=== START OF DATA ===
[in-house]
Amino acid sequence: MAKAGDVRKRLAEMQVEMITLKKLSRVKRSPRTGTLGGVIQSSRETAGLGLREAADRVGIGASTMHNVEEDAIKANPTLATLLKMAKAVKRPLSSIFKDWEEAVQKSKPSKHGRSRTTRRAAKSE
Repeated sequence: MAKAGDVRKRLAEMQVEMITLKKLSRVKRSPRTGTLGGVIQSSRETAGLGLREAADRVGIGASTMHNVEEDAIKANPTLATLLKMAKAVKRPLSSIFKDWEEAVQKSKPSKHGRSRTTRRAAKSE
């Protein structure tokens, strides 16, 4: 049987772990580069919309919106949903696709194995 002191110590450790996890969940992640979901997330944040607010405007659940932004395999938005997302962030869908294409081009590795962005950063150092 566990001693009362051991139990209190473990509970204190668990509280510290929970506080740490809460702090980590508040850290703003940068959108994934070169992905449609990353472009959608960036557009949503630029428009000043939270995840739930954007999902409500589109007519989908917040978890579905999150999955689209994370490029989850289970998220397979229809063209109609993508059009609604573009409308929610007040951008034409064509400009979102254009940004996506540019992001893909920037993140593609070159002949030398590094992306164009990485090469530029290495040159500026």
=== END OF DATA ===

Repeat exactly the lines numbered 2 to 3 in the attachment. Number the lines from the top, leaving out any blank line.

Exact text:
Amino acid sequence: MAKAGDVRKRLAEMQVEMITLKKLSRVKRSPRTGTLGGVIQSSRETAGLGLREAADRVGIGASTMHNVEEDAIKANPTLATLLKMAKAVKRPLSSIFKDWEEAVQKSKPSKHGRSRTTRRAAKSE
Repeated sequence: MAKAGDVRKRLAEMQVEMITLKKLSRVKRSPRTGTLGGVIQSSRETAGLGLREAADRVGIGASTMHNVEEDAIKANPTLATLLKMAKAVKRPLSSIFKDWEEAVQKSKPSKHGRSRTTRRAAKSE